Gas awareness For his clients, who include big power supply companies, Jan looks for vulnerable points in their plants and explores what they can do to make them earthquakeproof. Infrastructure, such as pipes, and installed equipment are usually reasonably robust. Computers, which are crucial in every system, are vulnerable – if one computer cabinet falls over, the entire energy supply can be blacked out – but they can also be protected quite easily. “The biggest risk,” Jan says, “is at the end of the chain: in distribution networks and in households. Gas fires for example: not much has been done in the Netherlands with regard to methane detectors and compulsory cut-off valves. In that area there’s still a lot that could be done. We’re much too little aware of the risks of gas, especially in combination with ­un-Dutch events such as earthquakes!”

A finite resource In the early 1960s, when it was clear how much gas there was under the Netherlands, the government decided to use it up as quickly as possible. They thought that the Netherlands would be switching to nuclear energy within the foreseeable future, so they wanted to make as much profit as possible from the gas in the meantime. But times have changed: nuclear energy is now unpopular and it has become clear that the world’s conventional energy sources, including natural gas, are limited. The Netherlands has to import more and more gas, of different types and from diverse sources. That will mean another big switchover. DNV KEMA is involved in studying all the options.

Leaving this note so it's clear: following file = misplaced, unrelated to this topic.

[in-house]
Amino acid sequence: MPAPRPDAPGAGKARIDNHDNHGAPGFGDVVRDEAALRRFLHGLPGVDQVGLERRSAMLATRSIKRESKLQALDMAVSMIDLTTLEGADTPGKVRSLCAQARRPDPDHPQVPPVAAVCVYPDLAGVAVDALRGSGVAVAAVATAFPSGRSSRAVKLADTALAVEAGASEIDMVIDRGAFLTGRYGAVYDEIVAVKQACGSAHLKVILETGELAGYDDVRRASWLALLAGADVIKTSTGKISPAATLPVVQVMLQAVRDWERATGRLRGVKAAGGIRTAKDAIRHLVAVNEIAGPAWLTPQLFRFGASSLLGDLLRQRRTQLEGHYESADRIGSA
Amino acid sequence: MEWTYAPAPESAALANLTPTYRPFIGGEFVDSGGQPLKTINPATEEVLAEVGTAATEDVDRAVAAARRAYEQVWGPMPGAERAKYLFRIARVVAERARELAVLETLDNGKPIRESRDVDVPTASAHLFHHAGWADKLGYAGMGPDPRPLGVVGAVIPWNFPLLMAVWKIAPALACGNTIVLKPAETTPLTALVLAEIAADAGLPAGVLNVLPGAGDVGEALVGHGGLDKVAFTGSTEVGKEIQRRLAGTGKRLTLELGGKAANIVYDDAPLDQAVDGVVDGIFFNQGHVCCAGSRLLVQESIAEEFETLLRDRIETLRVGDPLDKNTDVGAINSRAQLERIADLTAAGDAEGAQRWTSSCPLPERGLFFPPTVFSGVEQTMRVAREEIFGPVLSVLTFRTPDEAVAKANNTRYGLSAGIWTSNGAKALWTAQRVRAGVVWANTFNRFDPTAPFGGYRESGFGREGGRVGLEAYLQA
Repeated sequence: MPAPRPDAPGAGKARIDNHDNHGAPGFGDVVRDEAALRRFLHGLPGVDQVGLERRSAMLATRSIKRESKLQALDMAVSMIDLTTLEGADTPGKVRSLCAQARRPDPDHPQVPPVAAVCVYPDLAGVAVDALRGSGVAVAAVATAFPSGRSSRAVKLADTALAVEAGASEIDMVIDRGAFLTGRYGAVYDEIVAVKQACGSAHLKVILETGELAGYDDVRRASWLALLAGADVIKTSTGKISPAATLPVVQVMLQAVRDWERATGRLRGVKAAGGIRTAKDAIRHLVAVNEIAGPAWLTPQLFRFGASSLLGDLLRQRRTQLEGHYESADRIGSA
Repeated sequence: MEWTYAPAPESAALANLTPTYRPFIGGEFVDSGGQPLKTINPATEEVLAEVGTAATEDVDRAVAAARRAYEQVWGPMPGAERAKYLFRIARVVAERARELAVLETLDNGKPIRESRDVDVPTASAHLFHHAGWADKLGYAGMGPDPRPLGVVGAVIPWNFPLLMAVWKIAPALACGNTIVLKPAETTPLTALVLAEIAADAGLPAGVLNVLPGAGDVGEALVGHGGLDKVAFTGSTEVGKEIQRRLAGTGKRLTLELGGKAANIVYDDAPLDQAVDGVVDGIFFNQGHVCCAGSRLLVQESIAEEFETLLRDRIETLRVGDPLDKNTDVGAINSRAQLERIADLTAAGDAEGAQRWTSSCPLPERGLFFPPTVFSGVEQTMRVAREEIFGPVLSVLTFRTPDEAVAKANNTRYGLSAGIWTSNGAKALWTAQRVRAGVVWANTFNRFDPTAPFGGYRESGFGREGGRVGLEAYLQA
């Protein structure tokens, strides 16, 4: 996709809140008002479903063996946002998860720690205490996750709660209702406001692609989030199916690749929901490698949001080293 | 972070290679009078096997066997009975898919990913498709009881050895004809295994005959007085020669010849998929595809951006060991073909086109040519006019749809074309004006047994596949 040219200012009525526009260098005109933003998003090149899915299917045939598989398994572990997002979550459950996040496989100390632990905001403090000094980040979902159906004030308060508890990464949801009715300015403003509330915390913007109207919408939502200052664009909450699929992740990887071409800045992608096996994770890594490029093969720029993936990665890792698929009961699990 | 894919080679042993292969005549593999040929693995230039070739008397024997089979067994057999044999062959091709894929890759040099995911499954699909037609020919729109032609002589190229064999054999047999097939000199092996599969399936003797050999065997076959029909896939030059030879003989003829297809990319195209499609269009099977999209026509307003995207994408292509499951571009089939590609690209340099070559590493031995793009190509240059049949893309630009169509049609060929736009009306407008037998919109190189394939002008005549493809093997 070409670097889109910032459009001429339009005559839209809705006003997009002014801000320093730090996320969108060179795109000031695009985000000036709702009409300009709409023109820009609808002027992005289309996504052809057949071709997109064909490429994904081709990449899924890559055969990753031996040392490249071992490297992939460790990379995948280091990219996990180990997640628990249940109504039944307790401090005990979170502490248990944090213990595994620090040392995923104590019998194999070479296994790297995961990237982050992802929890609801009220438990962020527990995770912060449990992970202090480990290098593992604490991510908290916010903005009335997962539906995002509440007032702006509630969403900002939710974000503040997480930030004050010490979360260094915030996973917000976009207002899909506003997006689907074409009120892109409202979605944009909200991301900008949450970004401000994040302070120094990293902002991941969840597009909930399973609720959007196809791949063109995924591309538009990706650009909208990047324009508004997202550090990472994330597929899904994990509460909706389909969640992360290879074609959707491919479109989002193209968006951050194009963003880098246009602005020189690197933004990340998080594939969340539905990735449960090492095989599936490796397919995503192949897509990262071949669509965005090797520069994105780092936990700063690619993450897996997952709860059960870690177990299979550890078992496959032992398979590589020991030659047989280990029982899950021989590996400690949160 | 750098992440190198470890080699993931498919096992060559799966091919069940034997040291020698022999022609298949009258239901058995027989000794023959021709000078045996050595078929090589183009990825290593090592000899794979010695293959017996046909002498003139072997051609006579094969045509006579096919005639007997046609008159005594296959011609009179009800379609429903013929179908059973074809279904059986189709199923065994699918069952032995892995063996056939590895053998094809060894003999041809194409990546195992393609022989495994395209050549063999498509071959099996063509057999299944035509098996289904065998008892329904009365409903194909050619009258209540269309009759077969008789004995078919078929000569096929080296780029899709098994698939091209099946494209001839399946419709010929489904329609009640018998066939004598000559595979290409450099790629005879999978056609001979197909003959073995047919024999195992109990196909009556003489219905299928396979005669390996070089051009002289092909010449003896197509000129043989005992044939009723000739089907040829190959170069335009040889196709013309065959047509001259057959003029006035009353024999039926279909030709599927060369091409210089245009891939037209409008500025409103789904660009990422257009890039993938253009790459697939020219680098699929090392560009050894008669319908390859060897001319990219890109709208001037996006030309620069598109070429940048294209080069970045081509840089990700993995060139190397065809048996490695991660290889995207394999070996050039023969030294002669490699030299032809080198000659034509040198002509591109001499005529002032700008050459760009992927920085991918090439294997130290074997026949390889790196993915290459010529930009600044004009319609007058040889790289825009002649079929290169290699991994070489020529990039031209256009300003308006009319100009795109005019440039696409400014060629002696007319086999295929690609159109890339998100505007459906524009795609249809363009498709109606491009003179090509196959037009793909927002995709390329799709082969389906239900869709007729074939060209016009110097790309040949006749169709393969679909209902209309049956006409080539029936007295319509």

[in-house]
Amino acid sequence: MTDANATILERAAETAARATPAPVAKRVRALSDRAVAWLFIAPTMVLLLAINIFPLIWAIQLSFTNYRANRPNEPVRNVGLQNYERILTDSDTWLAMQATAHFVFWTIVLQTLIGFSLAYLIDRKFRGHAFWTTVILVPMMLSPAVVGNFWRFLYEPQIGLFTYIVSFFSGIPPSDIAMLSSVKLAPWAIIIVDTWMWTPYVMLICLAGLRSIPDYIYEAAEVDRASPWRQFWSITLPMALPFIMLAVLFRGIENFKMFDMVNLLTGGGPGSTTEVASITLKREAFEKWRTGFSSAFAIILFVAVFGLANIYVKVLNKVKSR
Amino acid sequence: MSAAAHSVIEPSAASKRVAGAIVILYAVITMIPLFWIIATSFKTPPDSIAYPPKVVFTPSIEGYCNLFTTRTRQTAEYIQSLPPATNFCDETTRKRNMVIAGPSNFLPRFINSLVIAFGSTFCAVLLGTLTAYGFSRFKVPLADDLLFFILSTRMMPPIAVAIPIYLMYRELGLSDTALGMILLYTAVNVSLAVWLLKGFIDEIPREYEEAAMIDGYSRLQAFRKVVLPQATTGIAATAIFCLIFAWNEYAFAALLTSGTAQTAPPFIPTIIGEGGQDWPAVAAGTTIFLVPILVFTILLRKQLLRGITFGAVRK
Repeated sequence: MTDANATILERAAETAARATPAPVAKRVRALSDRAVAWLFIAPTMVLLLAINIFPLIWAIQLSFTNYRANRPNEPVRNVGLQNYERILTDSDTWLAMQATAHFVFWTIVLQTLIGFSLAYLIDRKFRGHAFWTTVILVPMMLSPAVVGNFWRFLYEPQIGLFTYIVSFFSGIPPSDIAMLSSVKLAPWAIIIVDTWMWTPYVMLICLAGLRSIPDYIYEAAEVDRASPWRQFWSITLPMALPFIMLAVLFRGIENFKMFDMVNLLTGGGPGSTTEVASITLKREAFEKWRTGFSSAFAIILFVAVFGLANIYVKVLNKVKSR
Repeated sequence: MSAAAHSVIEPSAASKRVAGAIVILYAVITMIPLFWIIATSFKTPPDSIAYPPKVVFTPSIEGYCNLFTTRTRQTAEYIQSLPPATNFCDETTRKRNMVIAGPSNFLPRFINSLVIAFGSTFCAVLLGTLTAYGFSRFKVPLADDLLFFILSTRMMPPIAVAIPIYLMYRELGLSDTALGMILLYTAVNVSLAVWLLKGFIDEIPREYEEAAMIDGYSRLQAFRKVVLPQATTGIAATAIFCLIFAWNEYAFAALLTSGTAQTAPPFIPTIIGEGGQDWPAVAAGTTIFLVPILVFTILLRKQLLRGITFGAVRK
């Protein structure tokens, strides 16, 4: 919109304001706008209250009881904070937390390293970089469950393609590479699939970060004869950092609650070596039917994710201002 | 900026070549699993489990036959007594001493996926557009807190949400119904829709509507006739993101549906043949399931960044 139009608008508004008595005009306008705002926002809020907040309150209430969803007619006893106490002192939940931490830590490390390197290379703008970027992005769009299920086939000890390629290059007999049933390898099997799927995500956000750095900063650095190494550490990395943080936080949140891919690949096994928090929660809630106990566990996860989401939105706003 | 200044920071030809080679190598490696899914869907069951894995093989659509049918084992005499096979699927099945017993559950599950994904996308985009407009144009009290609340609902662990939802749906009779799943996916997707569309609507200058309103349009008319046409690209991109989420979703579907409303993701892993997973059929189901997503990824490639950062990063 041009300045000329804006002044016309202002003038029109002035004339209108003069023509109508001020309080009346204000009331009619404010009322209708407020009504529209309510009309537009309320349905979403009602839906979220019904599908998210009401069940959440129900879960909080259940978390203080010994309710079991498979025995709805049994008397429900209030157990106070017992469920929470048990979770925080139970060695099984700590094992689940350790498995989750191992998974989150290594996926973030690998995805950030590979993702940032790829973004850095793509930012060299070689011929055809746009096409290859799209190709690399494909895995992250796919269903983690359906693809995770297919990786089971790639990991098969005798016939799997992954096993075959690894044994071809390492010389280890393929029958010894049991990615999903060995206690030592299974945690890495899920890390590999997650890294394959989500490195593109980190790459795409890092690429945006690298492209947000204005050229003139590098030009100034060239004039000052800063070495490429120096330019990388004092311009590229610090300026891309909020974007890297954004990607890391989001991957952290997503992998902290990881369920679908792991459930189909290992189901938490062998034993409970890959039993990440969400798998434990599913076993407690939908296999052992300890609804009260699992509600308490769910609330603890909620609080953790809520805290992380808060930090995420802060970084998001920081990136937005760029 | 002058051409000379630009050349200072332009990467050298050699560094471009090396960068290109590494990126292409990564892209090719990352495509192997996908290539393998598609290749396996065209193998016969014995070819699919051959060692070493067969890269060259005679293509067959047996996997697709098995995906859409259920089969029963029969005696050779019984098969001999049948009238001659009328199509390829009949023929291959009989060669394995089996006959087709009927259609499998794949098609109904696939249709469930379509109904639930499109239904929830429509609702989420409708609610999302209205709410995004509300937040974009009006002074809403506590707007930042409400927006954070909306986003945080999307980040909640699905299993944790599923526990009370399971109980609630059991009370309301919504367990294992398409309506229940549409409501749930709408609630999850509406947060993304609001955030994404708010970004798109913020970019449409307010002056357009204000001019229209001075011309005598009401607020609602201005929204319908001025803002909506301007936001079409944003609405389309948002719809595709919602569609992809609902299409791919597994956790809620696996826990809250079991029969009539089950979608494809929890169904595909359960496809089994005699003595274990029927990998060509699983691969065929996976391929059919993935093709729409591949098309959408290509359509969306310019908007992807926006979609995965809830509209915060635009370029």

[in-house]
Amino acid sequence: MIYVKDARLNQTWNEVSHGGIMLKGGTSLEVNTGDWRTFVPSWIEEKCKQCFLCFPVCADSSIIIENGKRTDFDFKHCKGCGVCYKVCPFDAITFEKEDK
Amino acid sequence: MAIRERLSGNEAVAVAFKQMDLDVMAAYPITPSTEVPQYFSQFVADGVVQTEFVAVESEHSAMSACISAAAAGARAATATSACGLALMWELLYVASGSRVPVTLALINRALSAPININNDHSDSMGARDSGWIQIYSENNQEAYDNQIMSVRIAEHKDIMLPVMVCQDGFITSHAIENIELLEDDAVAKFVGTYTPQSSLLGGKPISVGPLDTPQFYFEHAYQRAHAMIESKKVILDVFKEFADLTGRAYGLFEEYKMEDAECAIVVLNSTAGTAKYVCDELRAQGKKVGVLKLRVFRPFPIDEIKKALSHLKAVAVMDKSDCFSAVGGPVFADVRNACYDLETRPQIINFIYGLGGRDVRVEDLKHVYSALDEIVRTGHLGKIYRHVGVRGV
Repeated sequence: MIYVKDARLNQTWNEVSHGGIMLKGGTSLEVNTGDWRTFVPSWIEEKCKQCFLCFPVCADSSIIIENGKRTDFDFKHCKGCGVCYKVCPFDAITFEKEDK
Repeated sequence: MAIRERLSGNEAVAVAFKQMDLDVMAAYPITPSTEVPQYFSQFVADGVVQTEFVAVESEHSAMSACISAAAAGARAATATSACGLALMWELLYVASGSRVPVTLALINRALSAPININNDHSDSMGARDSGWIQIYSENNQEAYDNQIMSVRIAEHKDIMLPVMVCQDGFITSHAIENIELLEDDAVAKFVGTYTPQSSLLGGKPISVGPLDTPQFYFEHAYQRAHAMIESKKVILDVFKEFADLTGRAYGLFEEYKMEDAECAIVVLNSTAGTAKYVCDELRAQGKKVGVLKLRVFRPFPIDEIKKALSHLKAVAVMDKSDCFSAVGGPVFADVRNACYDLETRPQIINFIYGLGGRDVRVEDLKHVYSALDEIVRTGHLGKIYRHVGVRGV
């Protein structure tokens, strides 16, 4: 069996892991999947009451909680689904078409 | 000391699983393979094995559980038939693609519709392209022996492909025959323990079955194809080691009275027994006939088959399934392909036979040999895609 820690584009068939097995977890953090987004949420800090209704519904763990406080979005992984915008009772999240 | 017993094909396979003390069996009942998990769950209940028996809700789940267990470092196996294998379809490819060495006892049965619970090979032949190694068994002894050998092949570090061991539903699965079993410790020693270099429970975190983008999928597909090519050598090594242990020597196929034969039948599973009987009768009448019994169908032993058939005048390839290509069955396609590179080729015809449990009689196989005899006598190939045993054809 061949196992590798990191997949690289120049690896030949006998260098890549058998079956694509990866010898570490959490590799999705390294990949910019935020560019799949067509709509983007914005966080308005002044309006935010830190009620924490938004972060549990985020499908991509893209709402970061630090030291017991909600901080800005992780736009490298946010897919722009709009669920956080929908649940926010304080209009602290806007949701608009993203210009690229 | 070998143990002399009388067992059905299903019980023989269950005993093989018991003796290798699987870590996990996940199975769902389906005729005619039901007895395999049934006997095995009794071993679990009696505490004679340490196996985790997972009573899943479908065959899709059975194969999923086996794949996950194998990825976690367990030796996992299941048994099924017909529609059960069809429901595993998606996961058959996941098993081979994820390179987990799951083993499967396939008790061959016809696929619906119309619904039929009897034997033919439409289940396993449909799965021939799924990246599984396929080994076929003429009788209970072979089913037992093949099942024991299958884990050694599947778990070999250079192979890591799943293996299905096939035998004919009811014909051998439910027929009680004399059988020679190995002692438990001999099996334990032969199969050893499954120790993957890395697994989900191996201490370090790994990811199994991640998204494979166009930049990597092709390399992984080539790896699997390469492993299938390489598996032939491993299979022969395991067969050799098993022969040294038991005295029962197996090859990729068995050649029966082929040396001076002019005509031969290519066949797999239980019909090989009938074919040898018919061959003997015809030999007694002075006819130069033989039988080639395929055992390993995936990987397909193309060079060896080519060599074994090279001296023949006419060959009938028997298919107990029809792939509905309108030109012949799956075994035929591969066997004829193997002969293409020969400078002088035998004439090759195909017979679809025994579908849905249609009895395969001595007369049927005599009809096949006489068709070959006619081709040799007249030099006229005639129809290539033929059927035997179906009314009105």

types of gas with differing qualities in one network. “Imported gases have different compositions than the traditional Dutch natural gas,” he explains, “our machines, boilers and gas burners are not designed for it. Either the gas must be processed before it’s fed into the network, or all those devices – ranging from big industrial plants to equipment in people’s homes – must be replaced with types that can cope with variable gas characteristics.” In most European countries that kind of equipment is common. DNV KEMA and two other organisations were asked to conduct two major studies for the Dutch government, to analyse the situation and survey all the options. These studies found that gradually replacing all gas-burning equipment is the most certain route, guaranteeing the performance of equipment and minimising the extra cost to consumers and businesses. The Dutch government set the date at which all equipment should be replaced at 2021. Processing imported gas to give it the desired characteristics would be even cheaper, but then the Netherlands would continue to be the exception within Europe. “Replacement is of course expensive and time-­ consuming,” Howard continues, “but it will enable us to align our gas supply better with the rest of Europe.” In this scenario, the existing gas reserves, particularly Slochteren, could be used as a bridge until the transition is complete and, given the size of the Slochteren field, the hope is that the transition period can be extended another ten years.

Different types of gas


For the past twenty-five years, Howard Levinsky, ­principal specialist for Combustion Processes, has been working on the issues involved in integrating